Well, see, that’s because I was working at trying to making it happen. And the result of that work is this: Bold Venture Press will be republishing two impossible crime novels by Theodore Roscoe — Murder on the Way! (1935) and I’ll Grind Their Bones (1936) — over the next couple of months or so, with yours truly having edited and prepared the texts for publication as well as writing introductions for each book.
Whether Christmas is your thing or not, I hope everyone has a relaxed, happy, restful, and caring period of calm at the heart of this festive season. It’s great fun discussing books here (and elsewhere) with all y’all, and I wish for you all a solicitous few days to ensure you’re taking care of yourselves out there.
And then get back reading, dudes. There’s still so much to talk about…
Half a lifetime ago, I put up this post looking at the consistency of language across the Sherlock Holmes canon, and for my first post today in celebration of John Dickson Carr’s 110th birthday — a second post will be going up later today, then a round-up of the posts I’m kinda just trusting that other people are doing will go up this evening — I thought I’d utilise a similar approach to analyse an aspect of Carr’s writing that is often much-discussed: his use of atmosphere.
Since reading Max Afford’s radio-set mystery The Dead Are Blind, I’ve had a new-found appreciation for the art of creating radio drama, especially during the age when radio held such a huge sway in the homes of most people. My interest in detective fiction from this era inevitably lead to some passing awareness of the serials produced at this time, but Afford’s novel really brought home the level of technical expertise required to produce something so much more complex than simply four people sitting at a microphone with a script.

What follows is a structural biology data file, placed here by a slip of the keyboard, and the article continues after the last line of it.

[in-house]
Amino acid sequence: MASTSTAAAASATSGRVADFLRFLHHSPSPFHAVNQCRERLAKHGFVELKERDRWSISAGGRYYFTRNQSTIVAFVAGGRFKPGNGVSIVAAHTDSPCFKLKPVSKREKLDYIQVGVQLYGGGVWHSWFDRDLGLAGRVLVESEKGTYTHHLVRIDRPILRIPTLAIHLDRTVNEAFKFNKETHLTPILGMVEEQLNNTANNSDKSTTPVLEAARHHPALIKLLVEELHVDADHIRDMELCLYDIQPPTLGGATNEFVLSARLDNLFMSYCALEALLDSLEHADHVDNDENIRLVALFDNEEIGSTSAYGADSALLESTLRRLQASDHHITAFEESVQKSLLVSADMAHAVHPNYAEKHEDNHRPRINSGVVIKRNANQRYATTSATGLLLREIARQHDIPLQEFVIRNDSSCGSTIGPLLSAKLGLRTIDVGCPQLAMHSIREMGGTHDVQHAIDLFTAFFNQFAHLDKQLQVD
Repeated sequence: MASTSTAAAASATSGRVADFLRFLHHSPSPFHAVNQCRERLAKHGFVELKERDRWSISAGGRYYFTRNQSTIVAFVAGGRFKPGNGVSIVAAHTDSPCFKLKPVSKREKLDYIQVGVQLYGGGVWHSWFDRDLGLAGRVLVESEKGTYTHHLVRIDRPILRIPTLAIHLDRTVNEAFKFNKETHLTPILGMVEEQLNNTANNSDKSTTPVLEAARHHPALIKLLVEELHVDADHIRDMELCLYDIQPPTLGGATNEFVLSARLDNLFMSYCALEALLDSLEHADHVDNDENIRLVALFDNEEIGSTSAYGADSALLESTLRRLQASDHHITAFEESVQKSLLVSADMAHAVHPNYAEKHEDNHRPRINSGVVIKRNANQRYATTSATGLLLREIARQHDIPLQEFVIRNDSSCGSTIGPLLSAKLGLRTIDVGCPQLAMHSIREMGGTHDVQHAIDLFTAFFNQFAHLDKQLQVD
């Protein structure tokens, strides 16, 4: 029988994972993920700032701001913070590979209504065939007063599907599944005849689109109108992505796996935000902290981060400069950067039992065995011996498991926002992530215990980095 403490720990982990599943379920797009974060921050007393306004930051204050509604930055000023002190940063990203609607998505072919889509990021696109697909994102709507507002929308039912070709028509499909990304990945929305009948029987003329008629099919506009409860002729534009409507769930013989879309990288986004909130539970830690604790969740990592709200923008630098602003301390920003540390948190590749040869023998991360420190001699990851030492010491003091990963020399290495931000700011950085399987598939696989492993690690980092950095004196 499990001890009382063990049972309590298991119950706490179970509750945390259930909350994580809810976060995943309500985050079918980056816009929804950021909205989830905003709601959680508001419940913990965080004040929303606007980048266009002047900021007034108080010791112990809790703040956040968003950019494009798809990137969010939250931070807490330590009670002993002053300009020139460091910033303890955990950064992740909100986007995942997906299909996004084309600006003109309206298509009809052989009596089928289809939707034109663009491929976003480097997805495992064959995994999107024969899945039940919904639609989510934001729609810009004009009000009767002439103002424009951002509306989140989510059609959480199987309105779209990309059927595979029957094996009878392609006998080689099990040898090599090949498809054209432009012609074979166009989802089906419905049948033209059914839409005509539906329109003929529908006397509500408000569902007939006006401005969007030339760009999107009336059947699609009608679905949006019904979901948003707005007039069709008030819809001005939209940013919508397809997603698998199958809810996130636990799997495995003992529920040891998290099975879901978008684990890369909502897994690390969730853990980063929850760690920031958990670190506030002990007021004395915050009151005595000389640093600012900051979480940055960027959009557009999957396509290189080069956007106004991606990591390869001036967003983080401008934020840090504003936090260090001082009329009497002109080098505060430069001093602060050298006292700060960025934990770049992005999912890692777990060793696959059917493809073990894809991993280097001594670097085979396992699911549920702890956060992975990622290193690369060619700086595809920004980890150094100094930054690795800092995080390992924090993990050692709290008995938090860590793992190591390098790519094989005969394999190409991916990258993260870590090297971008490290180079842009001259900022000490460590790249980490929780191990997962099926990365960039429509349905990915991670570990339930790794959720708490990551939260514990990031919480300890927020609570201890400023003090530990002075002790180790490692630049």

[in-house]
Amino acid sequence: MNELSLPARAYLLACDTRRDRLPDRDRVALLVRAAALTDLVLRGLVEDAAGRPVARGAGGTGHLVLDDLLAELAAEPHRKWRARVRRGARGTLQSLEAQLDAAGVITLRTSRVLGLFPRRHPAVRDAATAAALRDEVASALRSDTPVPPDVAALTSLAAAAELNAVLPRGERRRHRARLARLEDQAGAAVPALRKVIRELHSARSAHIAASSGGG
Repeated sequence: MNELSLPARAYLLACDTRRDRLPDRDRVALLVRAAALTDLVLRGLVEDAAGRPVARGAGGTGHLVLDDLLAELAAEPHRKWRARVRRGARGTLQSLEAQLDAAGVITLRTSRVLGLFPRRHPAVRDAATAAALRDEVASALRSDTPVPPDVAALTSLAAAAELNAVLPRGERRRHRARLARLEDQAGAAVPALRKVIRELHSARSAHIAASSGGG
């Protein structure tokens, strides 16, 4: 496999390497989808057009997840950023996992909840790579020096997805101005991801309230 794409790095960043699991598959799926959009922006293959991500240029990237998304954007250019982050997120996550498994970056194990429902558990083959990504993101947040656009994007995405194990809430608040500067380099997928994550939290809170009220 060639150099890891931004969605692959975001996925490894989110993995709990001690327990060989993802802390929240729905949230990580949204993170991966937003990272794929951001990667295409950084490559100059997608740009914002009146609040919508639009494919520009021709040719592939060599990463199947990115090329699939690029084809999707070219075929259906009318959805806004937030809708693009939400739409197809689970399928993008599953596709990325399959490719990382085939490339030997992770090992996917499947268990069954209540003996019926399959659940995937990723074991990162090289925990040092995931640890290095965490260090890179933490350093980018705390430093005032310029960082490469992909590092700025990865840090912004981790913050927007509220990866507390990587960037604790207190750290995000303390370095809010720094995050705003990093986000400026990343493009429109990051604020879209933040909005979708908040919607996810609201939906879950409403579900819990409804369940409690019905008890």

The time is nearly upon us! Banish next week’s post-Thanksgiving blues by getting involved in the celebration of John Dickson Carr’s 110th birthday on 30th November. Post an article, review, discussion piece, poem, comparison, or anything you damn well please about Carr, put the link in the comments here, and I’ll collect everything together for summing-up post at the end of the day.
Just a quick reminder that John Dickson Carr will be 110 on 30th November, so if anyone wishes to post anything Carr-related on that day I’ll collect everything in a summing up post here. I’ll put up yet another reminder closer to the day itself, and if anyone wishes to contribute they can just leave a link in the comments somewhere and I’ll go around and sweep up as required.
Nearly 3 months after being announced, running to 15 stories and 115,421 words, Ye Olde Book of Locked Room Conundrums is finished, and this post is here to announce that it’s ready for you to download for free!
And, yes, you read that correctly — all 15 of the original stories are included, thanks to a frankly amazing intervention by John Grant (he of the massively entertaining Noirish blog) who offered his help in sorting out the two stories I wasn’t going to have the time to get into shape…and then managed to do them in, like, zero seconds flat.
Well, well, well, more good news: following the emergence of Erle Stanley Gardner’s missing Cool and Lam novel, it transpires that another classic — and one I’ve personally been trying to find for a while now — is also due back into circulation.